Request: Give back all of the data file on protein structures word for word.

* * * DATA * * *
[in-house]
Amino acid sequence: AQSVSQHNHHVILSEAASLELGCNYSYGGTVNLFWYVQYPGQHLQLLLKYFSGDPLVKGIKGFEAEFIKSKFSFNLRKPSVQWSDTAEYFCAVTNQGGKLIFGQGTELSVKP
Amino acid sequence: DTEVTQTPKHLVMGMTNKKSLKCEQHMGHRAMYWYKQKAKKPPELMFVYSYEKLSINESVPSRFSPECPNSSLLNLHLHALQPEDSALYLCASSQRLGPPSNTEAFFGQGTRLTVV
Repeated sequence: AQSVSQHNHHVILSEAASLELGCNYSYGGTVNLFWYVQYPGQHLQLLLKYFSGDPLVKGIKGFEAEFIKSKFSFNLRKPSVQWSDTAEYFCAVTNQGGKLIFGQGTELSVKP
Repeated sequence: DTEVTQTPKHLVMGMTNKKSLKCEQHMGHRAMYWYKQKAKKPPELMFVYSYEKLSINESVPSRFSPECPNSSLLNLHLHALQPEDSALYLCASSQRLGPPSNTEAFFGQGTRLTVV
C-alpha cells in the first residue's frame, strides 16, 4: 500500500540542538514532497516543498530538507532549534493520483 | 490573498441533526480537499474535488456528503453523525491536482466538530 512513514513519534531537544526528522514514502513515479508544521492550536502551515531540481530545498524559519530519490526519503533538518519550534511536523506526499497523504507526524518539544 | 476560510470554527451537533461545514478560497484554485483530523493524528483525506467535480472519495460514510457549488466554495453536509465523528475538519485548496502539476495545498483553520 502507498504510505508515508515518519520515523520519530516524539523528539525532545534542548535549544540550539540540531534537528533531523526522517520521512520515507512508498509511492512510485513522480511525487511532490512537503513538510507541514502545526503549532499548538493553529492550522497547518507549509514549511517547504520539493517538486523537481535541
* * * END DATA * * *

[in-house]
Amino acid sequence: AQSVSQHNHHVILSEAASLELGCNYSYGGTVNLFWYVQYPGQHLQLLLKYFSGDPLVKGIKGFEAEFIKSKFSFNLRKPSVQWSDTAEYFCAVTNQGGKLIFGQGTELSVKP
Amino acid sequence: DTEVTQTPKHLVMGMTNKKSLKCEQHMGHRAMYWYKQKAKKPPELMFVYSYEKLSINESVPSRFSPECPNSSLLNLHLHALQPEDSALYLCASSQRLGPPSNTEAFFGQGTRLTVV
Repeated sequence: AQSVSQHNHHVILSEAASLELGCNYSYGGTVNLFWYVQYPGQHLQLLLKYFSGDPLVKGIKGFEAEFIKSKFSFNLRKPSVQWSDTAEYFCAVTNQGGKLIFGQGTELSVKP
Repeated sequence: DTEVTQTPKHLVMGMTNKKSLKCEQHMGHRAMYWYKQKAKKPPELMFVYSYEKLSINESVPSRFSPECPNSSLLNLHLHALQPEDSALYLCASSQRLGPPSNTEAFFGQGTRLTVV
C-alpha cells in the first residue's frame, strides 16, 4: 500500500540542538514532497516543498530538507532549534493520483 | 490573498441533526480537499474535488456528503453523525491536482466538530 512513514513519534531537544526528522514514502513515479508544521492550536502551515531540481530545498524559519530519490526519503533538518519550534511536523506526499497523504507526524518539544 | 476560510470554527451537533461545514478560497484554485483530523493524528483525506467535480472519495460514510457549488466554495453536509465523528475538519485548496502539476495545498483553520 502507498504510505508515508515518519520515523520519530516524539523528539525532545534542548535549544540550539540540531534537528533531523526522517520521512520515507512508498509511492512510485513522480511525487511532490512537503513538510507541514502545526503549532499548538493553529492550522497547518507549509514549511517547504520539493517538486523537481535541